Cover image for Starting in our own backyards : how working families can build community and survive the new economy
Starting in our own backyards : how working families can build community and survive the new economy
Bookman, Ann, 1948-
Personal Author:
Publication Information:
New York : Routledge, 2004.
Physical Description:
xiii, 306 pages : illustrations ; 24 cm
New terrain for work and family : making the community connection -- How friendly is the family-friendly workplace? : a look at the biotech industry -- All in the family : it's not a private affair -- Community as a starting point : place and participation -- More than roads and bridges -- Childcare and other building blocks of civil society -- The PTA is not the problem -- Not by bread alone -- The trials of a full-time working mom : or how I became a part-time worker and a part-time community activist -- From backyards to corporate boardrooms and beyond : all stakeholders welcome -- The call of community : vocation and avocation.
Format :


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Material Type
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Item Holds
HD4904.25 .B66 2004 Adult Non-Fiction Central Closed Stacks

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Containing interviews with more than 100 middle-class working parents in the Boston area, Bookman vividly illustrates the inherent conflicts faced by today's two-working-parent families and the often unfortunate consequences for the community. In an important departure from the ongoing debate, she offers a new paradigm for the relationship between paid and unpaid work that could invigorate both family life and the quality of civil society.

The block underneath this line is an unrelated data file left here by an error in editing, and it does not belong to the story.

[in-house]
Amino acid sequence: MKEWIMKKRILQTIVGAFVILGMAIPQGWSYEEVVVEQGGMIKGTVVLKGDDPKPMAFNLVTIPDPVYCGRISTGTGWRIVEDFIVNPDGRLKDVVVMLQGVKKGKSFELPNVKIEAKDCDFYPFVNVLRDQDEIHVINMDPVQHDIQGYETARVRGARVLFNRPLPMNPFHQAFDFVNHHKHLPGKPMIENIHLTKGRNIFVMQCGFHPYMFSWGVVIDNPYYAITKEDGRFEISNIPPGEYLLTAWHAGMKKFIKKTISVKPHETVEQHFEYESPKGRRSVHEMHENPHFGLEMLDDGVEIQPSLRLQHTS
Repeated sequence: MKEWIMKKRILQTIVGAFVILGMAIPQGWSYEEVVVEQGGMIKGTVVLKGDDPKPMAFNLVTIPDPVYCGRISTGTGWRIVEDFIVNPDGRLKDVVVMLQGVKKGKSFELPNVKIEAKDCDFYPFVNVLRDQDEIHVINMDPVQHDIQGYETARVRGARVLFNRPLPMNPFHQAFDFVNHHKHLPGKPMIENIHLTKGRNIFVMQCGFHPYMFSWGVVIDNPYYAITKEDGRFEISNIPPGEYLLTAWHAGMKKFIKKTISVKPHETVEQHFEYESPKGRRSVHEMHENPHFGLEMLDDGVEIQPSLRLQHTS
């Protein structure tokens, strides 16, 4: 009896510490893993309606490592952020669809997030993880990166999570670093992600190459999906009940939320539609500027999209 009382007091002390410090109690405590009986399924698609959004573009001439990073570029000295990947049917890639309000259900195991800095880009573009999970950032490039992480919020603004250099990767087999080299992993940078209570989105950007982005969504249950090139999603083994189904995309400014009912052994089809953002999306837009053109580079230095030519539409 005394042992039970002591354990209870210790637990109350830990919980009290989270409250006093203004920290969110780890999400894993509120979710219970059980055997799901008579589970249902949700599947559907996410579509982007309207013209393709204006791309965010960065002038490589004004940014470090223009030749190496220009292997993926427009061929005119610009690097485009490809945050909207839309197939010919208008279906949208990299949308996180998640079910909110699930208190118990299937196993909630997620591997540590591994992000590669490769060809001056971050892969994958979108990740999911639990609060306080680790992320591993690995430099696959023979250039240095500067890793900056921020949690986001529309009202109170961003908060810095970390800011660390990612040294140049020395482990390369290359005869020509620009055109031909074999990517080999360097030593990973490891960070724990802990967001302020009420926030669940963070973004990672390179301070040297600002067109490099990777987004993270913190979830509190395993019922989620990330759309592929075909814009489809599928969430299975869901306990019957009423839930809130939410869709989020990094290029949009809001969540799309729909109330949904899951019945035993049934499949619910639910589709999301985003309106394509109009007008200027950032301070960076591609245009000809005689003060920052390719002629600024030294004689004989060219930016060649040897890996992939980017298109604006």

Author Notes

Ann Bookman is Executive Director of the MIT Workplace Center. She is a social anthropologist and author of a number of publications on women's work, work and family issues, unionization, and family policy. Bookman has held a variety of teaching and research positions and has also worked in government. As a presidential appointee during the first term of the Clinton administration, she served as Policy and Research Director of the Women's Bureau at the U.S. Department of Labor, and as Executive Director of the bipartisan Commission on Family and Medical Leave. She is co-editor of Women and the Politics ofEmpowerment.

Reviews 2

Publisher's Weekly Review